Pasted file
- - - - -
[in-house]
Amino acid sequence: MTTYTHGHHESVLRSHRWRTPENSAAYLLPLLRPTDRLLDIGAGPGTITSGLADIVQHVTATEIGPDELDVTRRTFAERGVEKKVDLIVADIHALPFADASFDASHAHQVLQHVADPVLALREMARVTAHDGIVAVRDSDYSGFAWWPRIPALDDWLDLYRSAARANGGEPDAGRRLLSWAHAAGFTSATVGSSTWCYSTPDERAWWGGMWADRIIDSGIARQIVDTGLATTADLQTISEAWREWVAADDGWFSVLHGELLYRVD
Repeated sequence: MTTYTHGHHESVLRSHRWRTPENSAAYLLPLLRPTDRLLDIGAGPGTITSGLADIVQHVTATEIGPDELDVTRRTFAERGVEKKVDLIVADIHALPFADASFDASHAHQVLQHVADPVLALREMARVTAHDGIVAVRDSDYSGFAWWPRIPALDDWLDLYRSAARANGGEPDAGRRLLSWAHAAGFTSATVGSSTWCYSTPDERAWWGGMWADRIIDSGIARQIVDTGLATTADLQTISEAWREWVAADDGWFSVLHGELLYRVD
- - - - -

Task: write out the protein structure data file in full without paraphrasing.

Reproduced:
[in-house]
Amino acid sequence: MTTYTHGHHESVLRSHRWRTPENSAAYLLPLLRPTDRLLDIGAGPGTITSGLADIVQHVTATEIGPDELDVTRRTFAERGVEKKVDLIVADIHALPFADASFDASHAHQVLQHVADPVLALREMARVTAHDGIVAVRDSDYSGFAWWPRIPALDDWLDLYRSAARANGGEPDAGRRLLSWAHAAGFTSATVGSSTWCYSTPDERAWWGGMWADRIIDSGIARQIVDTGLATTADLQTISEAWREWVAADDGWFSVLHGELLYRVD
Repeated sequence: MTTYTHGHHESVLRSHRWRTPENSAAYLLPLLRPTDRLLDIGAGPGTITSGLADIVQHVTATEIGPDELDVTRRTFAERGVEKKVDLIVADIHALPFADASFDASHAHQVLQHVADPVLALREMARVTAHDGIVAVRDSDYSGFAWWPRIPALDDWLDLYRSAARANGGEPDAGRRLLSWAHAAGFTSATVGSSTWCYSTPDERAWWGGMWADRIIDSGIARQIVDTGLATTADLQTISEAWREWVAADDGWFSVLHGELLYRVD